When it comes to eating liver in my family, my dad hates it with a vengeance, my mom only eats it stir fried and I only eat foie gras. Hence, we made a unanimous decision to only have the rare liver dish for family dinners.
My dog on the other hand, just can’t seem to get enough of it cooked or raw. When I add some liver to his food, that is the first thing that he eats before anything else.
But can dogs eat raw chicken liver without any problems? Raw chicken livers are fine for dogs to consume. In fact, animal livers contain a lot of good minerals and vitamins that are good for our dogs. Make sure to not overfeed raw chicken livers to your dog as it can cause vitamin A toxicity.
In this article, we will be covering the benefits of feeding raw chicken liver to your dog and what you should not do.
What Does The Liver Do?
The liver plays a couple of very important roles in the body of a living thing.
- removes and eliminates toxins from our food and drinks
- stores important vitamins and carbs for energy
- metabolizes the individual macronutrients
- produces bile to aid in digestion
As you can see, the liver is a very essential organ for any living thing that has one.
What Are The Benefits Of Eating Chicken Liver?
When it comes to eating chicken liver, I doubt it is the most exciting dish on the menu. Most of my friends do not like the soft texture and gamey aftertaste.
Thankfully, most dogs and cats that I know of are always asking for more liver than they should consume, mine included.
Chicken liver is rich in minerals like iron and copper. Chicken liver also contains important vitamins like vitamins A, B12, C and E.
Although chicken liver is considered organ meat, it doesn’t contain as much protein as compared to muscle meat.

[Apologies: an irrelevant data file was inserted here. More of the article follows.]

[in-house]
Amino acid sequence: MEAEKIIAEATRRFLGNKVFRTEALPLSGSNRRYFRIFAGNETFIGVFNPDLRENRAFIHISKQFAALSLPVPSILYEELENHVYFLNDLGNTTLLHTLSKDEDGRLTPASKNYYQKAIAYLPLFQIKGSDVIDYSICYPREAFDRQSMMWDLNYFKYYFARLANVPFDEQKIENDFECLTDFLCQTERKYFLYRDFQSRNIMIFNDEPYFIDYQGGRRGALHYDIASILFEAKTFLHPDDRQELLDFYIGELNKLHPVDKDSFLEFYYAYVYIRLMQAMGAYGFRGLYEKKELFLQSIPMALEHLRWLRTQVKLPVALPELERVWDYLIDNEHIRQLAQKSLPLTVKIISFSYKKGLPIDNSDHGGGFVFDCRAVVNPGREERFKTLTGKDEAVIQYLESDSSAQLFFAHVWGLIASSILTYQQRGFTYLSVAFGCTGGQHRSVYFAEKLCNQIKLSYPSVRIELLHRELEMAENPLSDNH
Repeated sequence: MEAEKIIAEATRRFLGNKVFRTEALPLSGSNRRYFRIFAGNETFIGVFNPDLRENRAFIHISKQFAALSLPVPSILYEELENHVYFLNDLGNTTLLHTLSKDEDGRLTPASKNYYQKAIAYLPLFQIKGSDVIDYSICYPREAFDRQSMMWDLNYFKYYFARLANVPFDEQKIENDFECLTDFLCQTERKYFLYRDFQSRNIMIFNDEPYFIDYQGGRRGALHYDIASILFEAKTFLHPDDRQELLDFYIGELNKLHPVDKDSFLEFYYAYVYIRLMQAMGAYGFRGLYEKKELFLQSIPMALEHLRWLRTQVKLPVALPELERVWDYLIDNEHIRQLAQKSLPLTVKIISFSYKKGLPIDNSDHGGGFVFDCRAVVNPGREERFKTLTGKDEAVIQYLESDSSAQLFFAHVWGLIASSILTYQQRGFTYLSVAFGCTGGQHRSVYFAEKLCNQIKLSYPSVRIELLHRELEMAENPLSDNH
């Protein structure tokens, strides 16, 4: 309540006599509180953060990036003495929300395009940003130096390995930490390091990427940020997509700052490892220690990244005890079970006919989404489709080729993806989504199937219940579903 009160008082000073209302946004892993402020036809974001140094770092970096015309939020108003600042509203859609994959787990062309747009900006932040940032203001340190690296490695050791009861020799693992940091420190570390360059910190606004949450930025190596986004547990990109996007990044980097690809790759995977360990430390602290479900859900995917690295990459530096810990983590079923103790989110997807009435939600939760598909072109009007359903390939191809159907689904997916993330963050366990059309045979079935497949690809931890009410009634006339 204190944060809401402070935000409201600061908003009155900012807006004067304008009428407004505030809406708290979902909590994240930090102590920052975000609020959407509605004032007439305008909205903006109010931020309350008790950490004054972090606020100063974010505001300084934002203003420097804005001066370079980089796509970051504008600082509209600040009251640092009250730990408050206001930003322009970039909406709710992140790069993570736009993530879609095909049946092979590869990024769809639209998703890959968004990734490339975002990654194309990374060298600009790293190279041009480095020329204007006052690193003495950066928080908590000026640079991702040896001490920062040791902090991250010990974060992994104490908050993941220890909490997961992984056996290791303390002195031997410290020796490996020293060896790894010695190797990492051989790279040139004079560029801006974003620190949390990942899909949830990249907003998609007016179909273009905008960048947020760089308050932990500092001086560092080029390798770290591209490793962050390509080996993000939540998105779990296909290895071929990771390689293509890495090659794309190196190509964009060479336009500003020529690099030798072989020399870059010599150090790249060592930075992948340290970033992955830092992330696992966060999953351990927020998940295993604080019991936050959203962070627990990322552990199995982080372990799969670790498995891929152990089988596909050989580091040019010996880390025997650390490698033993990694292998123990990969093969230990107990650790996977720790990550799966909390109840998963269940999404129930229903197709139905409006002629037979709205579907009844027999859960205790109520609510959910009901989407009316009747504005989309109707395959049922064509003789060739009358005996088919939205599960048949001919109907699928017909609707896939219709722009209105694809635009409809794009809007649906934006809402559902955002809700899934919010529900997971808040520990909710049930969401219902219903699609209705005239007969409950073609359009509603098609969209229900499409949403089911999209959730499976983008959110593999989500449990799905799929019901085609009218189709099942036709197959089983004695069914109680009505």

It also contains selenium which helps to prevent heart disease, high cholesterol and stroke.
Can Your Dog Eat Chicken Liver Safely?
To understand the effects that chicken livers can have on your dog, we will need to further understand the natural diet of your canine companion.
Our domesticated dogs are the direct descendants of wolves or the gray wolf to be precise. Over the years, dogs got smaller and their muzzles grew shorter but there is one thing that remained constant throughout.
The dog’s diet.
Despite what some dog owners might think, dogs are first and foremost carnivores. This means that they need a diet that is high in protein from animal meat to thrive.
Cats on the other hand are obligate carnivores which means that they need animal protein to survive.
That being said, when it comes to dogs, they definitely have more leeway when it comes to eating carbohydrates. Many dog owners feed their dogs a small serving of vegetables or rice in their daily diet which is fine.